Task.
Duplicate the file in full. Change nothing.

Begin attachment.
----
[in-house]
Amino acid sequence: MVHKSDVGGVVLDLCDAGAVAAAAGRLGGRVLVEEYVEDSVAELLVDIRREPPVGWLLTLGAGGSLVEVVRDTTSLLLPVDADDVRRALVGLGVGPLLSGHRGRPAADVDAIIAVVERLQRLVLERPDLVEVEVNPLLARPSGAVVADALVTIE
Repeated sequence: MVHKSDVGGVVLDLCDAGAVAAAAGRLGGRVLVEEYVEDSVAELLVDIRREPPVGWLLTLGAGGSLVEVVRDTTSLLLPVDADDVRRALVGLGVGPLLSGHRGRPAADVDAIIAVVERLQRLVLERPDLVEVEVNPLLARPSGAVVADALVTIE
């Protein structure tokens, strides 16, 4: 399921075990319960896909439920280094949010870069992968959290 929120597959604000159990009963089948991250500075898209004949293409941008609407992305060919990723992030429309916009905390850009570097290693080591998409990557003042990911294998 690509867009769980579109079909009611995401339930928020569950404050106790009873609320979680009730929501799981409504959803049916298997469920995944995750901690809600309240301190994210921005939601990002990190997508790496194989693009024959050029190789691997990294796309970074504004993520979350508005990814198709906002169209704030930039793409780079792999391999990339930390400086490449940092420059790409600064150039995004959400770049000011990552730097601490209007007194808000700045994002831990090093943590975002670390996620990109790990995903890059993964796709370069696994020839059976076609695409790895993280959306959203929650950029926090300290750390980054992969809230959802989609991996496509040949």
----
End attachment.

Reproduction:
[in-house]
Amino acid sequence: MVHKSDVGGVVLDLCDAGAVAAAAGRLGGRVLVEEYVEDSVAELLVDIRREPPVGWLLTLGAGGSLVEVVRDTTSLLLPVDADDVRRALVGLGVGPLLSGHRGRPAADVDAIIAVVERLQRLVLERPDLVEVEVNPLLARPSGAVVADALVTIE
Repeated sequence: MVHKSDVGGVVLDLCDAGAVAAAAGRLGGRVLVEEYVEDSVAELLVDIRREPPVGWLLTLGAGGSLVEVVRDTTSLLLPVDADDVRRALVGLGVGPLLSGHRGRPAADVDAIIAVVERLQRLVLERPDLVEVEVNPLLARPSGAVVADALVTIE
């Protein structure tokens, strides 16, 4: 399921075990319960896909439920280094949010870069992968959290 929120597959604000159990009963089948991250500075898209004949293409941008609407992305060919990723992030429309916009905390850009570097290693080591998409990557003042990911294998 690509867009769980579109079909009611995401339930928020569950404050106790009873609320979680009730929501799981409504959803049916298997469920995944995750901690809600309240301190994210921005939601990002990190997508790496194989693009024959050029190789691997990294796309970074504004993520979350508005990814198709906002169209704030930039793409780079792999391999990339930390400086490449940092420059790409600064150039995004959400770049000011990552730097601490209007007194808000700045994002831990090093943590975002670390996620990109790990995903890059993964796709370069696994020839059976076609695409790895993280959306959203929650950029926090300290750390980054992969809230959802989609991996496509040949």